Yes, and I have!
It's like a far less witty Discworld book easy on the Britishisms.
Skinner the dog. I would listen to Skinner's inner monologue forever!
Overall, I enjoyed this book, but didn't love it.
I... don't think anybody will enjoy it more. Someone reading book #13 in a series will be reading it to continue the story. This book was so boring it invented new ways to be boring I had no idea could even exist. By book 13, either know your characters well enough to write them well, or know your audience well enough to understand how the reader will react to a void in the story we've been reading for 12 enjoyable novels. This contained no character development, no suspense, no surprise, nothing to connect with the listener and no reason to exist at all. Brady is a major player in this book, but we still know nothing more about him than we did before, other than a totally impulsive and out of the blue decision at the beginning of the book. Everybody else remains entirely the same, in the same kind of situation, with the same struggles, the same jobs... nobody even seems to have aged - even baby JULIE. Man. Just... huge waste of time.
The performance was fine; Ms. LaVoy turned in good character representations as per her usual.
I recommend everything every written by Mary Roach. Science+Hilarity=WIN. From teenager to senior citizens, I've never met a person who didn't love a Mary Roach book
I saw "the big twist" coming nearly immediately, and so while I liked that part the least, watching how the author would pick the threads out of that knot to form a nice yarn was entertaining.
I've listened to two other G. Flynn audiobooks. Both are worth reading more than this one.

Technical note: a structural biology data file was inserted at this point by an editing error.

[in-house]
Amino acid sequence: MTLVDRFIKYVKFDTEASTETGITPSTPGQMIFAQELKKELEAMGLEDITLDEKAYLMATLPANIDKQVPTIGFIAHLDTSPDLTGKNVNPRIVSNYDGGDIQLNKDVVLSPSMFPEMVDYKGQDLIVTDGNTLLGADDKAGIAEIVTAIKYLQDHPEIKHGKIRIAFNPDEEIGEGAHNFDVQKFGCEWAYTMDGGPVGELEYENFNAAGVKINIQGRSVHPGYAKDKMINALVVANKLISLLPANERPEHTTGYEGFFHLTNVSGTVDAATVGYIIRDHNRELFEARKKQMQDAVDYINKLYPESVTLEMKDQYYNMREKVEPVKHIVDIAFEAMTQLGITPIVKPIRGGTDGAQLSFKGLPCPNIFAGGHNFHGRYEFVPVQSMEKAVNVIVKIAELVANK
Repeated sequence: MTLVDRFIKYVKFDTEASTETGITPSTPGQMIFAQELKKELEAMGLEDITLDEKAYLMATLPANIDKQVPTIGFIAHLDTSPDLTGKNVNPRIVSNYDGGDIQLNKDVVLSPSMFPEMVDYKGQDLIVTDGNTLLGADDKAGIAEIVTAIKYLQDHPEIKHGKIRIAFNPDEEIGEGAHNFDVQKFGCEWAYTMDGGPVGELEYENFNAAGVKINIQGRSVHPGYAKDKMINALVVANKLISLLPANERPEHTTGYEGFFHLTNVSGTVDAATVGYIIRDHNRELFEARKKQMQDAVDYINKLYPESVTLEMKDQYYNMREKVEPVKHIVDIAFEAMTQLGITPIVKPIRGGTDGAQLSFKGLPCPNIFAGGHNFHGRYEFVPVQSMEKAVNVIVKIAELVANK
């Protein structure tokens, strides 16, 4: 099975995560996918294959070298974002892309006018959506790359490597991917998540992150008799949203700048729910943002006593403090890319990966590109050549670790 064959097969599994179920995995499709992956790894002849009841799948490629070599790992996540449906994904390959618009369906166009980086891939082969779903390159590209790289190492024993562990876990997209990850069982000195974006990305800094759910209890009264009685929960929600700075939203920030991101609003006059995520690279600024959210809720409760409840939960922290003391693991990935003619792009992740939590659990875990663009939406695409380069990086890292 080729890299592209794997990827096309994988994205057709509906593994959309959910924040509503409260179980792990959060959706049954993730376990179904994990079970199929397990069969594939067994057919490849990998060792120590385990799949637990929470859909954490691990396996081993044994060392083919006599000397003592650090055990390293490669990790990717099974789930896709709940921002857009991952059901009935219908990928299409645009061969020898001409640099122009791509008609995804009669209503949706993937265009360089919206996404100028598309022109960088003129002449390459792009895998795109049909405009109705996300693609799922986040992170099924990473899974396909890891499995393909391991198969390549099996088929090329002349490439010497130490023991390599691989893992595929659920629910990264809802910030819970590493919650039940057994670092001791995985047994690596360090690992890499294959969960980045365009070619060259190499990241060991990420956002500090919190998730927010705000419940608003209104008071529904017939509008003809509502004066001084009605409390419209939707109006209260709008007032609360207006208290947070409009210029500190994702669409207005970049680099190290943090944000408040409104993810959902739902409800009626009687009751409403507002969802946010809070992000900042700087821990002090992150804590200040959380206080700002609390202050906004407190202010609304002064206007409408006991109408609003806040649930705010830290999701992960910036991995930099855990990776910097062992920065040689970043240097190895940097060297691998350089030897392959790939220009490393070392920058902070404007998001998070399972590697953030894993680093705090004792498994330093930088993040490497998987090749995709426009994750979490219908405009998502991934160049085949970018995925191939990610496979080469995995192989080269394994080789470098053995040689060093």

This is one of the first books I've listened to with more than one narrator, and I didn't altogether love that experience. Not only did it make it different to align with the internal picturescape that one naturally forms while reading, but it was... distracting. The female narrator overplayed the main role so far that she landed on caricature, looped around cartoonish, and shot back around to narrator under the power of her own unintentional irony.
Sure. It was entertaining, if transparent.
Like so many of King's works, it's the non-horror books (Green Mile, The Body, 11.23.63) which are often the best STORIES. This one is not an exception. A wonderful yarn, beautifully read. The voice actor, Michael Kelly, was a perfect choice for this story - just the right edge of aimless teen getting to know the man he'll one day be, and the man he became reflecting on the teen he once was.
When one says "Stephen King" one automatically thinks words like macabre, horror, or terror. Such its not the case with this really surprising and refreshing work. Time travel, a love story, history with a twist... It's beautiful.
Saving Camelot and ruining the world, one man's quest for love.
This audiobook was beautifully acted. The very last handful of seconds add a detail which make the audiobook one million percent better than the printed version: music. Just the tiniest but of music during the crucial closing seconds makes all the difference in the world. I cried!
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